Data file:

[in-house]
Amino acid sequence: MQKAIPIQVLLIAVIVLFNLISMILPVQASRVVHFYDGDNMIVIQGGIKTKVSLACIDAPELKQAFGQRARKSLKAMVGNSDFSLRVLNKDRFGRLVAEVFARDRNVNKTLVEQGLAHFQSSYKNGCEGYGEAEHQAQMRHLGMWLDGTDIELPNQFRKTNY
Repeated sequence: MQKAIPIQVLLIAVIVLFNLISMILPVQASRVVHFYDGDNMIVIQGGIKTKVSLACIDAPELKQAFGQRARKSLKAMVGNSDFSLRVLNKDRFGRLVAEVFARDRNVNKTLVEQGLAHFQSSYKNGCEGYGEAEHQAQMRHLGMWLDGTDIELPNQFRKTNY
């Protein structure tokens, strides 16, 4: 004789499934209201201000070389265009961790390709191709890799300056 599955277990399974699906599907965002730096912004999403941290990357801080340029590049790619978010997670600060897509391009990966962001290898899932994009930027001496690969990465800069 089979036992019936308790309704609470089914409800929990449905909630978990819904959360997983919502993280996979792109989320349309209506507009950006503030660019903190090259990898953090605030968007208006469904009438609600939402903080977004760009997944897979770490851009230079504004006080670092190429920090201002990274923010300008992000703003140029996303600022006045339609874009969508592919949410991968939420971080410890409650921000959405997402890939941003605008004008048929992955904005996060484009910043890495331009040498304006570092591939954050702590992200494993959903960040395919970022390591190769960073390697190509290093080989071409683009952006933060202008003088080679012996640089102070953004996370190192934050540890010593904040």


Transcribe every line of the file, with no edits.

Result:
[in-house]
Amino acid sequence: MQKAIPIQVLLIAVIVLFNLISMILPVQASRVVHFYDGDNMIVIQGGIKTKVSLACIDAPELKQAFGQRARKSLKAMVGNSDFSLRVLNKDRFGRLVAEVFARDRNVNKTLVEQGLAHFQSSYKNGCEGYGEAEHQAQMRHLGMWLDGTDIELPNQFRKTNY
Repeated sequence: MQKAIPIQVLLIAVIVLFNLISMILPVQASRVVHFYDGDNMIVIQGGIKTKVSLACIDAPELKQAFGQRARKSLKAMVGNSDFSLRVLNKDRFGRLVAEVFARDRNVNKTLVEQGLAHFQSSYKNGCEGYGEAEHQAQMRHLGMWLDGTDIELPNQFRKTNY
């Protein structure tokens, strides 16, 4: 004789499934209201201000070389265009961790390709191709890799300056 599955277990399974699906599907965002730096912004999403941290990357801080340029590049790619978010997670600060897509391009990966962001290898899932994009930027001496690969990465800069 089979036992019936308790309704609470089914409800929990449905909630978990819904959360997983919502993280996979792109989320349309209506507009950006503030660019903190090259990898953090605030968007208006469904009438609600939402903080977004760009997944897979770490851009230079504004006080670092190429920090201002990274923010300008992000703003140029996303600022006045339609874009969508592919949410991968939420971080410890409650921000959405997402890939941003605008004008048929992955904005996060484009910043890495331009040498304006570092591939954050702590992200494993959903960040395919970022390591190769960073390697190509290093080989071409683009952006933060202008003088080679012996640089102070953004996370190192934050540890010593904040």